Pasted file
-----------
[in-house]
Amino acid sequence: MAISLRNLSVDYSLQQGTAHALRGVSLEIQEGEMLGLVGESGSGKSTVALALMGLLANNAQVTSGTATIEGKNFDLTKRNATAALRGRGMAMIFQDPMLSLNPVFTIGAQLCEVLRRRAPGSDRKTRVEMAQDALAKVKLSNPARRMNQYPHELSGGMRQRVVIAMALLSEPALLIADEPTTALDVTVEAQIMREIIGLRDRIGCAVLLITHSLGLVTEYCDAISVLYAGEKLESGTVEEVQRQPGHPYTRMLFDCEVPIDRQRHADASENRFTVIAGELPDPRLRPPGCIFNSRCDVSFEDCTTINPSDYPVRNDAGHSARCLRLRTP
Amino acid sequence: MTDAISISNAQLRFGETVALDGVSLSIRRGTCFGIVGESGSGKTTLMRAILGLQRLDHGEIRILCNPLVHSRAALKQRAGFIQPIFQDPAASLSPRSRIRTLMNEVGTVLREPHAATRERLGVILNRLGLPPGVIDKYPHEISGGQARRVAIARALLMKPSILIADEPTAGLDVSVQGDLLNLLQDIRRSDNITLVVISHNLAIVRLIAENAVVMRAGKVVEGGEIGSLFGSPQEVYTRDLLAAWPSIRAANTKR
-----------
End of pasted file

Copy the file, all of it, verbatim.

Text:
[in-house]
Amino acid sequence: MAISLRNLSVDYSLQQGTAHALRGVSLEIQEGEMLGLVGESGSGKSTVALALMGLLANNAQVTSGTATIEGKNFDLTKRNATAALRGRGMAMIFQDPMLSLNPVFTIGAQLCEVLRRRAPGSDRKTRVEMAQDALAKVKLSNPARRMNQYPHELSGGMRQRVVIAMALLSEPALLIADEPTTALDVTVEAQIMREIIGLRDRIGCAVLLITHSLGLVTEYCDAISVLYAGEKLESGTVEEVQRQPGHPYTRMLFDCEVPIDRQRHADASENRFTVIAGELPDPRLRPPGCIFNSRCDVSFEDCTTINPSDYPVRNDAGHSARCLRLRTP
Amino acid sequence: MTDAISISNAQLRFGETVALDGVSLSIRRGTCFGIVGESGSGKTTLMRAILGLQRLDHGEIRILCNPLVHSRAALKQRAGFIQPIFQDPAASLSPRSRIRTLMNEVGTVLREPHAATRERLGVILNRLGLPPGVIDKYPHEISGGQARRVAIARALLMKPSILIADEPTAGLDVSVQGDLLNLLQDIRRSDNITLVVISHNLAIVRLIAENAVVMRAGKVVEGGEIGSLFGSPQEVYTRDLLAAWPSIRAANTKR